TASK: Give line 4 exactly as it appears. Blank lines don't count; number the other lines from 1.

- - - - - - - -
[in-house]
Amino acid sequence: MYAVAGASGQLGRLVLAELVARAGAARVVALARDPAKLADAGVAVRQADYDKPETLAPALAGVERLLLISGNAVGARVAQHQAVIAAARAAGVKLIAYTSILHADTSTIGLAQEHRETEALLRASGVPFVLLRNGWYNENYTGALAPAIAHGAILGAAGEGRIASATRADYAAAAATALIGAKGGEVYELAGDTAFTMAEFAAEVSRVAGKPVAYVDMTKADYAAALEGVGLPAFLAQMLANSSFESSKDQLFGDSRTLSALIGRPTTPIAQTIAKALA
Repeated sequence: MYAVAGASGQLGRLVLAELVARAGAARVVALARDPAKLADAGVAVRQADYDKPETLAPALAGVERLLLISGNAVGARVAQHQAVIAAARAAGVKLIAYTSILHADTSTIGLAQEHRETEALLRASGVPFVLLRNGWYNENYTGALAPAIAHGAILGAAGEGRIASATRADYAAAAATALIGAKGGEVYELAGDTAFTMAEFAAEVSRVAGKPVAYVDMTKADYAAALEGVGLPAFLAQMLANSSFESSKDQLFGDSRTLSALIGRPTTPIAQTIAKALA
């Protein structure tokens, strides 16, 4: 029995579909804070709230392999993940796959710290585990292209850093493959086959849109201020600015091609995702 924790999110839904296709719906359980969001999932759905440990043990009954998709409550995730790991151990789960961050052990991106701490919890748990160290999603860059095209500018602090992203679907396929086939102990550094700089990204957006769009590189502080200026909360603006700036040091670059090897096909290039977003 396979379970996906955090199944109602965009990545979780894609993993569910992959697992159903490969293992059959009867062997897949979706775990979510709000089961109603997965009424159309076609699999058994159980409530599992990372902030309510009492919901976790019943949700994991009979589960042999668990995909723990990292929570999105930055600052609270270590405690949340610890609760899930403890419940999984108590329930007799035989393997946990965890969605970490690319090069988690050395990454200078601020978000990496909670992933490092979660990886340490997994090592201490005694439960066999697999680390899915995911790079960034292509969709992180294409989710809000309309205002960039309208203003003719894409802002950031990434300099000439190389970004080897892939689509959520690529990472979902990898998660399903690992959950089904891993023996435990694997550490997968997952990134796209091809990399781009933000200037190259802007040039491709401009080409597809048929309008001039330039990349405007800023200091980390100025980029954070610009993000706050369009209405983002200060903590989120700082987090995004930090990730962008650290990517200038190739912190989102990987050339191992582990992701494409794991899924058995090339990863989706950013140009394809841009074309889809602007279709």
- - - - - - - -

């Protein structure tokens, strides 16, 4: 029995579909804070709230392999993940796959710290585990292209850093493959086959849109201020600015091609995702 924790999110839904296709719906359980969001999932759905440990043990009954998709409550995730790991151990789960961050052990991106701490919890748990160290999603860059095209500018602090992203679907396929086939102990550094700089990204957006769009590189502080200026909360603006700036040091670059090897096909290039977003 396979379970996906955090199944109602965009990545979780894609993993569910992959697992159903490969293992059959009867062997897949979706775990979510709000089961109603997965009424159309076609699999058994159980409530599992990372902030309510009492919901976790019943949700994991009979589960042999668990995909723990990292929570999105930055600052609270270590405690949340610890609760899930403890419940999984108590329930007799035989393997946990965890969605970490690319090069988690050395990454200078601020978000990496909670992933490092979660990886340490997994090592201490005694439960066999697999680390899915995911790079960034292509969709992180294409989710809000309309205002960039309208203003003719894409802002950031990434300099000439190389970004080897892939689509959520690529990472979902990898998660399903690992959950089904891993023996435990694997550490997968997952990134796209091809990399781009933000200037190259802007040039491709401009080409597809048929309008001039330039990349405007800023200091980390100025980029954070610009993000706050369009209405983002200060903590989120700082987090995004930090990730962008650290990517200038190739912190989102990987050339191992582990992701494409794991899924058995090339990863989706950013140009394809841009074309889809602007279709």